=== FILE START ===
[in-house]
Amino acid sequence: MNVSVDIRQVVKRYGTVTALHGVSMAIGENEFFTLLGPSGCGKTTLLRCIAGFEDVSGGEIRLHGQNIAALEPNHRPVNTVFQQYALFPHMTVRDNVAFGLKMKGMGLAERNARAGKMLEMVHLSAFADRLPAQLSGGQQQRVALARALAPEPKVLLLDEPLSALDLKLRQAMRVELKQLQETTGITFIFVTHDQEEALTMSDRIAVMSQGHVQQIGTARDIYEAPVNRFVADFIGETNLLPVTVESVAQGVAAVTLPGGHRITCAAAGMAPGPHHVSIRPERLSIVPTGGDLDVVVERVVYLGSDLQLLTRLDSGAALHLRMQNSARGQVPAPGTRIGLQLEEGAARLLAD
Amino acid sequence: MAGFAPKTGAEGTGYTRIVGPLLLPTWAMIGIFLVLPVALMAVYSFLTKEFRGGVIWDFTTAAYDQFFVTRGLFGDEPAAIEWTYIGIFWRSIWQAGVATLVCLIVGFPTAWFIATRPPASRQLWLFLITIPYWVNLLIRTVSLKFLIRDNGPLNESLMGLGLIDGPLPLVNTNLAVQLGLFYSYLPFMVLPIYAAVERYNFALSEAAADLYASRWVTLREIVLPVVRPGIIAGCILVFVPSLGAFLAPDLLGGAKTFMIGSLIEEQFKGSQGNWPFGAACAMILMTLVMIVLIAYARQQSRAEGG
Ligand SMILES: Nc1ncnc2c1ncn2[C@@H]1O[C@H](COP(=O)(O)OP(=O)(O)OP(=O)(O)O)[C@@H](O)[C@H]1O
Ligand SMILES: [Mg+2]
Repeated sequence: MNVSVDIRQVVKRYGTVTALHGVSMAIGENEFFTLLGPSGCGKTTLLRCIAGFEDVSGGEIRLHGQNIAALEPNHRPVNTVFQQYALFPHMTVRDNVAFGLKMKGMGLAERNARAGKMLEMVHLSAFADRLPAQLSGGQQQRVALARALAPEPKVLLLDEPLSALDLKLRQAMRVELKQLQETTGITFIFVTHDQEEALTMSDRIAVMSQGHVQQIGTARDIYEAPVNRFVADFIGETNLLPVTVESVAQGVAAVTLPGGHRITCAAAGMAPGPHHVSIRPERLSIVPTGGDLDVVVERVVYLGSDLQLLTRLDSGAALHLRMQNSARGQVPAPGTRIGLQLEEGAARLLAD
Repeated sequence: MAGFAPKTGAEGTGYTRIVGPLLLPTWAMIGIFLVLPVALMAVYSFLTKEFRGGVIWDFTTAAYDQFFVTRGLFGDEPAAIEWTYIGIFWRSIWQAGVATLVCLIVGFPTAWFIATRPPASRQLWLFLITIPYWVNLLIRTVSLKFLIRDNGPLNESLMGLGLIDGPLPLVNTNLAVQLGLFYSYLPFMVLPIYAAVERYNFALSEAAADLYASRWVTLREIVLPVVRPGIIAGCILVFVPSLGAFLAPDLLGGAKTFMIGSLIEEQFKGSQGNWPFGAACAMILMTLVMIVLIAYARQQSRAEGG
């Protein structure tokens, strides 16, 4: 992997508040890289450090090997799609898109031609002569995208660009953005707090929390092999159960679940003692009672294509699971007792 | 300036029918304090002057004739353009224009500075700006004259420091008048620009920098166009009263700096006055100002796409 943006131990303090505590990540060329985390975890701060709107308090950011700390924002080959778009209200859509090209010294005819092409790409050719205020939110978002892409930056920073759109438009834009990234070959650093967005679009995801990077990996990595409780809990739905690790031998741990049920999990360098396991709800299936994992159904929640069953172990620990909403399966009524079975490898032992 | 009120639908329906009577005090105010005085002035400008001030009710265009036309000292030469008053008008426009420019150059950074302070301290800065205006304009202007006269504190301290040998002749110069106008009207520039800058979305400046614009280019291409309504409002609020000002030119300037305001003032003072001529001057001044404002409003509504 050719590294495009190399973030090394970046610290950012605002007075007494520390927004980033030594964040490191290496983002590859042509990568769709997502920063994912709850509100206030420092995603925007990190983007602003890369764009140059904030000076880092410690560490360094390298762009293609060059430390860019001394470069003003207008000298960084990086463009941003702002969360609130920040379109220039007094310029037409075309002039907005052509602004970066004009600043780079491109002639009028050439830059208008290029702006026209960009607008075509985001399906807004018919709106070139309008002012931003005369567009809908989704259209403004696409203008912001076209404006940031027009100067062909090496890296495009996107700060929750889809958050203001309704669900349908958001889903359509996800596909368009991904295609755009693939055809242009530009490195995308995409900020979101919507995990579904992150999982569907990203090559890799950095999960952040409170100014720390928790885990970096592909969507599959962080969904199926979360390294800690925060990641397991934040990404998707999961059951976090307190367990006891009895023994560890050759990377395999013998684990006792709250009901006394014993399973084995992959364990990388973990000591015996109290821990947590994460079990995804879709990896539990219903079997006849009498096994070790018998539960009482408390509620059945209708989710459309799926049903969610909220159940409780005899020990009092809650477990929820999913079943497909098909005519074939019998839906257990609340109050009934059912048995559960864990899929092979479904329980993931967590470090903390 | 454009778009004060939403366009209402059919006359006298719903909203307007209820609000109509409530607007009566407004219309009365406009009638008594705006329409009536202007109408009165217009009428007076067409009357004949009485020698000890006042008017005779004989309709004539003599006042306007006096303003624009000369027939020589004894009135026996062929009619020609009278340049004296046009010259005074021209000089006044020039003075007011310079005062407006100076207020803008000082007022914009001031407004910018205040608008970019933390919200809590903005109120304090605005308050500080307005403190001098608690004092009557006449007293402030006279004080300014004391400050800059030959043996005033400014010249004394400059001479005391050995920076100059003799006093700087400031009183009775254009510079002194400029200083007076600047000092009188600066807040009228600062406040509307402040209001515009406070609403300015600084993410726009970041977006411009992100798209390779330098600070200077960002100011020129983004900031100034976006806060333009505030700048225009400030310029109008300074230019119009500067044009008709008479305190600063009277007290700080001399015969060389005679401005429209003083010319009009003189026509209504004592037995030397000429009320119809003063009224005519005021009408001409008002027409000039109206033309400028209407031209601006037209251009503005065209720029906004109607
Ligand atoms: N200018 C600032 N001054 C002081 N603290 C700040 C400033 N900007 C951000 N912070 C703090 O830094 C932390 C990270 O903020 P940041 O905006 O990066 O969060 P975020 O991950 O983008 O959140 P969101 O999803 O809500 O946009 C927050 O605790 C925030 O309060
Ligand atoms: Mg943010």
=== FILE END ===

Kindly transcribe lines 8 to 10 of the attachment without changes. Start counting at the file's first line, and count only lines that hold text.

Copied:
């Protein structure tokens, strides 16, 4: 992997508040890289450090090997799609898109031609002569995208660009953005707090929390092999159960679940003692009672294509699971007792 | 300036029918304090002057004739353009224009500075700006004259420091008048620009920098166009009263700096006055100002796409 943006131990303090505590990540060329985390975890701060709107308090950011700390924002080959778009209200859509090209010294005819092409790409050719205020939110978002892409930056920073759109438009834009990234070959650093967005679009995801990077990996990595409780809990739905690790031998741990049920999990360098396991709800299936994992159904929640069953172990620990909403399966009524079975490898032992 | 009120639908329906009577005090105010005085002035400008001030009710265009036309000292030469008053008008426009420019150059950074302070301290800065205006304009202007006269504190301290040998002749110069106008009207520039800058979305400046614009280019291409309504409002609020000002030119300037305001003032003072001529001057001044404002409003509504 050719590294495009190399973030090394970046610290950012605002007075007494520390927004980033030594964040490191290496983002590859042509990568769709997502920063994912709850509100206030420092995603925007990190983007602003890369764009140059904030000076880092410690560490360094390298762009293609060059430390860019001394470069003003207008000298960084990086463009941003702002969360609130920040379109220039007094310029037409075309002039907005052509602004970066004009600043780079491109002639009028050439830059208008290029702006026209960009607008075509985001399906807004018919709106070139309008002012931003005369567009809908989704259209403004696409203008912001076209404006940031027009100067062909090496890296495009996107700060929750889809958050203001309704669900349908958001889903359509996800596909368009991904295609755009693939055809242009530009490195995308995409900020979101919507995990579904992150999982569907990203090559890799950095999960952040409170100014720390928790885990970096592909969507599959962080969904199926979360390294800690925060990641397991934040990404998707999961059951976090307190367990006891009895023994560890050759990377395999013998684990006792709250009901006394014993399973084995992959364990990388973990000591015996109290821990947590994460079990995804879709990896539990219903079997006849009498096994070790018998539960009482408390509620059945209708989710459309799926049903969610909220159940409780005899020990009092809650477990929820999913079943497909098909005519074939019998839906257990609340109050009934059912048995559960864990899929092979479904329980993931967590470090903390 | 454009778009004060939403366009209402059919006359006298719903909203307007209820609000109509409530607007009566407004219309009365406009009638008594705006329409009536202007109408009165217009009428007076067409009357004949009485020698000890006042008017005779004989309709004539003599006042306007006096303003624009000369027939020589004894009135026996062929009619020609009278340049004296046009010259005074021209000089006044020039003075007011310079005062407006100076207020803008000082007022914009001031407004910018205040608008970019933390919200809590903005109120304090605005308050500080307005403190001098608690004092009557006449007293402030006279004080300014004391400050800059030959043996005033400014010249004394400059001479005391050995920076100059003799006093700087400031009183009775254009510079002194400029200083007076600047000092009188600066807040009228600062406040509307402040209001515009406070609403300015600084993410726009970041977006411009992100798209390779330098600070200077960002100011020129983004900031100034976006806060333009505030700048225009400030310029109008300074230019119009500067044009008709008479305190600063009277007290700080001399015969060389005679401005429209003083010319009009003189026509209504004592037995030397000429009320119809003063009224005519005021009408001409008002027409000039109206033309400028209407031209601006037209251009503005065209720029906004109607
Ligand atoms: N200018 C600032 N001054 C002081 N603290 C700040 C400033 N900007 C951000 N912070 C703090 O830094 C932390 C990270 O903020 P940041 O905006 O990066 O969060 P975020 O991950 O983008 O959140 P969101 O999803 O809500 O946009 C927050 O605790 C925030 O309060
Ligand atoms: Mg943010």